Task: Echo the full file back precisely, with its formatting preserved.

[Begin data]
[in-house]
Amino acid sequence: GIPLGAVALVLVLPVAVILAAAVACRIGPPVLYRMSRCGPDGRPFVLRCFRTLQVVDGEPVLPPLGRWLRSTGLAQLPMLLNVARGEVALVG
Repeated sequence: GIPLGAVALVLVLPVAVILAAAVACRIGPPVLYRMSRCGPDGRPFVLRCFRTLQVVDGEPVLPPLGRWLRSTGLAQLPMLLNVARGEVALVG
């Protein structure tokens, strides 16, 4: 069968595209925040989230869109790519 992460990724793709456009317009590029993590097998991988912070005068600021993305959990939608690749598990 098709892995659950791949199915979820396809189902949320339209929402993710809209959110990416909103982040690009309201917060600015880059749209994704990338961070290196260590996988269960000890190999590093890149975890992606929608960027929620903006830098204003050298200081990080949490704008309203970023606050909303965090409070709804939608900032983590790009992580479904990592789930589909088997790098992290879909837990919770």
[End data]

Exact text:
[in-house]
Amino acid sequence: GIPLGAVALVLVLPVAVILAAAVACRIGPPVLYRMSRCGPDGRPFVLRCFRTLQVVDGEPVLPPLGRWLRSTGLAQLPMLLNVARGEVALVG
Repeated sequence: GIPLGAVALVLVLPVAVILAAAVACRIGPPVLYRMSRCGPDGRPFVLRCFRTLQVVDGEPVLPPLGRWLRSTGLAQLPMLLNVARGEVALVG
């Protein structure tokens, strides 16, 4: 069968595209925040989230869109790519 992460990724793709456009317009590029993590097998991988912070005068600021993305959990939608690749598990 098709892995659950791949199915979820396809189902949320339209929402993710809209959110990416909103982040690009309201917060600015880059749209994704990338961070290196260590996988269960000890190999590093890149975890992606929608960027929620903006830098204003050298200081990080949490704008309203970023606050909303965090409070709804939608900032983590790009992580479904990592789930589909088997790098992290879909837990919770």